8. Reuse, repurpose, recycle. The Japanese did not have a word for recycling – it was just a part of daily life. Every item was repaired or reused in some way. For example, the yukata (a light cotton kimono) - was a hand-me down-item, then it was made into diapers, used as floor cloths, and finally, burned for fuel. Find new uses for “end-of-life goods Our own grandparents lived this way not so long ago.

9. Use energy sparingly. Hang wash on the line. Insulate your house and use passive solar energy. Turn off lights and use candles. Burn wood in energy efficient fireplaces. Use space heating. The Edo period Japanese managed to live entirely within their solar budget while maintaining a high standard of living by getting the maximum use from the energy sources they had at hand.

9. Take up crafts. Be as self-sufficient as possible. Japanese of the Edo period often made their own products. If a kimono did not fit, they would rework the fabric themselves. Villagers would often take up a craft like basket weaving or woodworking and trade with their neighbors who also practiced various crafts. The DIY movement celebrates and encourages this behavior in the present day.

10. Buy for durability rather than cheapness. Consider the long-term costs of what you buy, not just the immediate costs. Many items from the Edo period are still treasured and passed down today. Katana swords are as sharp today as they were hundreds of years ago. Buildings from the period are historical monuments while more modern buildings fade away. Getting many years of use from our belongings saves more money in the long run than buying cheaply-made disposable commodities, and is better for the environment.

11. Support local economies. Patronize local producers. Support regionalism. Know who you do business with. Edo period Japan had a rich "cultural ecology" of local and regional specialties and producers. Today in America, corporations has done their best to wipe out distinct regional character and substitute a homgenous centrally planned culture shaped by advertising. It is up to us us to reactivate our local cutures and economies, whcih existed once and are just hanging on, waiting for a renaissance. Patronize local food producers and encourage regional specialties, whether it be lobsters in Maine, cheese in Wisconsin or wine in California. By patronizing local suppliers, you keep money in your community and increase resilience. The “buy local” movement is an example of this.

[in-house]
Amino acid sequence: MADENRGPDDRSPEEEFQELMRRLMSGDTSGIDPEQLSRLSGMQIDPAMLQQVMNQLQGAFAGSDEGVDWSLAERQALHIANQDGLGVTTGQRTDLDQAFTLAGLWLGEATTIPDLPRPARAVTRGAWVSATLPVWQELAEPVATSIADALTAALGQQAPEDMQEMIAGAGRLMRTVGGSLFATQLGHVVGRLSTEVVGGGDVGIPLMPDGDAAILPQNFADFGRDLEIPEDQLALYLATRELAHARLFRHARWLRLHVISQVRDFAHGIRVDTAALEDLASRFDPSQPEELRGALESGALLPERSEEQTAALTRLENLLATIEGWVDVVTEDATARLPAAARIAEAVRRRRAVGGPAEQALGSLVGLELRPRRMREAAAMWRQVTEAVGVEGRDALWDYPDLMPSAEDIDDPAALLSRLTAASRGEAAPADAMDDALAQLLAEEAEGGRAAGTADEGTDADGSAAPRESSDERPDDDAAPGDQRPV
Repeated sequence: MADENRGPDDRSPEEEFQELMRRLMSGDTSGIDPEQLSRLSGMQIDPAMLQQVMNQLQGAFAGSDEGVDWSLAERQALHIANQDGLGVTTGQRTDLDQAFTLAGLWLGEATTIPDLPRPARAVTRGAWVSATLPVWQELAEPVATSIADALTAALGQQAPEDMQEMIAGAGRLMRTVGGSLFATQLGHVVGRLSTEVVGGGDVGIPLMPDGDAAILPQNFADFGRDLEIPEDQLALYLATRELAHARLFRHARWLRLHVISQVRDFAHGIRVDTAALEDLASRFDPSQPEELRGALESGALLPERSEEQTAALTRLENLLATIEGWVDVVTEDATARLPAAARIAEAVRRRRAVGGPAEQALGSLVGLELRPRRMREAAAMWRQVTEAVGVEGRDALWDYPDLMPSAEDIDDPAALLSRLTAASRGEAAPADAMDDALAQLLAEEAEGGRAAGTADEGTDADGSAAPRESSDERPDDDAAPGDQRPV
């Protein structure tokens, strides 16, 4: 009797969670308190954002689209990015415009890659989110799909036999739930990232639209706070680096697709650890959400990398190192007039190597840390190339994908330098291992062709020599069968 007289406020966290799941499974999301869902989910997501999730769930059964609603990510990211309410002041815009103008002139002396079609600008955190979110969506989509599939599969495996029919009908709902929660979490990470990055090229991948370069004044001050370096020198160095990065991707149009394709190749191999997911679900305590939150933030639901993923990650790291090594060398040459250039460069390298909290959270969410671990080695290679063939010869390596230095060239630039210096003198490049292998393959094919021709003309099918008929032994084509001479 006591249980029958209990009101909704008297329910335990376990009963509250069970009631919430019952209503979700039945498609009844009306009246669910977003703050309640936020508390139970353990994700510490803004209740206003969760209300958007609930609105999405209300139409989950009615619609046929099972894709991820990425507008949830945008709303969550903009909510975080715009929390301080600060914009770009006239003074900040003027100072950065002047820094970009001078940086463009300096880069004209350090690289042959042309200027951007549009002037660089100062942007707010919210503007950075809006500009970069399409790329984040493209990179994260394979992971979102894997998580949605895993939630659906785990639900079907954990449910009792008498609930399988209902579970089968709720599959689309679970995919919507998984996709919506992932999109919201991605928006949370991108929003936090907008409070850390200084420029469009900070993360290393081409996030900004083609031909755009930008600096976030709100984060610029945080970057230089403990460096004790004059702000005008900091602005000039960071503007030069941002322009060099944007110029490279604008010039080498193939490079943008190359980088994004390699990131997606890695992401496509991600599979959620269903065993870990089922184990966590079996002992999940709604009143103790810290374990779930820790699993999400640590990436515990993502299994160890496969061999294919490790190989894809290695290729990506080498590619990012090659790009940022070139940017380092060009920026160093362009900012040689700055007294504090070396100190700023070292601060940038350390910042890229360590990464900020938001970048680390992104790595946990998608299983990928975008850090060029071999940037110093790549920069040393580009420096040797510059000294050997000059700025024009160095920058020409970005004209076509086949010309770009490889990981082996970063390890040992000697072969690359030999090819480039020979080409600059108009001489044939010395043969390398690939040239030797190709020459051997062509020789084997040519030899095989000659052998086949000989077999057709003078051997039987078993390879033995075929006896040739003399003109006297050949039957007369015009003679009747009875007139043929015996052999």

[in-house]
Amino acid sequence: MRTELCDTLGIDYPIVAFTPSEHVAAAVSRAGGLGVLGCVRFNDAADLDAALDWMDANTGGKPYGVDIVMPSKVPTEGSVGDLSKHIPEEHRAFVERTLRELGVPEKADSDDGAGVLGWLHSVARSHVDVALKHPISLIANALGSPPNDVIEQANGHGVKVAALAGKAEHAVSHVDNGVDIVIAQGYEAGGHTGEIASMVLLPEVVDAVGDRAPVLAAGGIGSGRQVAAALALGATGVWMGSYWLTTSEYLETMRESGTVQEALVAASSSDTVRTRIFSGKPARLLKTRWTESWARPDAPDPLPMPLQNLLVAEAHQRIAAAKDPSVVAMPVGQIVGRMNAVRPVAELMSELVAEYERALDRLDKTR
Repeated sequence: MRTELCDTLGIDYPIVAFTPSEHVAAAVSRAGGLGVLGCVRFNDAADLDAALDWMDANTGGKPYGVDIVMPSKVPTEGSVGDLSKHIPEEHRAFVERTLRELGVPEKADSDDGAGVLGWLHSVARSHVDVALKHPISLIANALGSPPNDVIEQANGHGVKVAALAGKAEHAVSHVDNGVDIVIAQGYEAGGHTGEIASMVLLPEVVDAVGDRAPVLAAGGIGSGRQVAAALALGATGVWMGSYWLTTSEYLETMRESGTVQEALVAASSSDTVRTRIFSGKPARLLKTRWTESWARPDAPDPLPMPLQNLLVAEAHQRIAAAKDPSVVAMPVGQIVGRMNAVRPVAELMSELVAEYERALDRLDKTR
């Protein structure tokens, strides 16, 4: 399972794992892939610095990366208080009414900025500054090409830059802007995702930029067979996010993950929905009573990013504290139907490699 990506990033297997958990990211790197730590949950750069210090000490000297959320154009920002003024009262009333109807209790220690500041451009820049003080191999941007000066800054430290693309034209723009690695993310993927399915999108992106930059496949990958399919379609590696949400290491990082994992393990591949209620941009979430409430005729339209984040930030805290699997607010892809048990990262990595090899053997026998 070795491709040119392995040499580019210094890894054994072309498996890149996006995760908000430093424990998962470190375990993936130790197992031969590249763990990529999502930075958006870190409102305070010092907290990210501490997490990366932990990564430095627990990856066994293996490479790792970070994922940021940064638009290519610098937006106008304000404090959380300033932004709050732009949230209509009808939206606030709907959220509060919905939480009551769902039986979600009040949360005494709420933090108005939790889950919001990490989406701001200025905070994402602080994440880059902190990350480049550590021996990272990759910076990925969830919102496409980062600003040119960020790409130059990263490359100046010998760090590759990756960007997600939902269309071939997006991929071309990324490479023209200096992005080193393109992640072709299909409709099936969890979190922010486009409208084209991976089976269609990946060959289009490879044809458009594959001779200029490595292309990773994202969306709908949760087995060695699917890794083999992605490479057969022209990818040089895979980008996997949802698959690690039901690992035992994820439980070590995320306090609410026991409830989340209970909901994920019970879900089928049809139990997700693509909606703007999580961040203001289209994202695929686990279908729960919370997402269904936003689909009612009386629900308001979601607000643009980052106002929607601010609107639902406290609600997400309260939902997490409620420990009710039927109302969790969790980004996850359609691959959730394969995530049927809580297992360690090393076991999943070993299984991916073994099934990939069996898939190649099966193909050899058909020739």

12. Engage in your local community. Villages of the Edo period were highly communal affairs. Everyone knew everyone else, and they worked together for the common good. Any number of local organizations need volunteers and support. You can make your “village” wherever you happen to be with likeminded people. the spirit of helping one's neighbor begins with you.

13. Cultivate yourself. Build your character. Make art. The Edo period was a time of intense artistic flowering. People found satisfaction in contemplating nature and acts of creation. Religious practices such as Zen Buddhism sought enlightenment among the art of everyday living. This is a much more effective way to attain satisfaction with life than material aquisition or career climbing. Kano Jigoro, the founder of Judo, intended his discipline to encompass self-defense, physical culture, and moral behavior. In 1934 he said the following:

Recently in our country, there has been a steadily increasing number of people who dislike work and pursue leisure and extravagance. Almost everywhere individuals and organizations are fighting with resultant loss of energy that is needed for positive action. In order to save them from this situation, a principle of judo, based on the maximum efficiency concept should be applied as one aspect of modern society and as a natural result of the application of the principle of maximum efficiency, a mutual welfare and prosperity is believed to be the only effective way to ease and neutralize the forces among these individuals and organizations.

Other Judo principles include "The most for the least effort," maximum efficiency," and "Overcome by yielding, " all principles that will serve us well in the years ahead.

We are never going to find any lasting solutions to the world’s problems unless we can finally get to “enough.” Our constant need for more will outdo even the most clever solution to our problems. Ultimately, the root of our problem is not having enough. If we had the knowledge and resources we have today with the population we had in 1800, there really wouldn’t be very many problems at all. In other words, so long as we must eternally grow, in industry, consumption, population, we will outrun any solution, no matter how clever or innovative. Only If we discover the value of enough, will we have any attempt at solving our problems, otherwise it is for naught.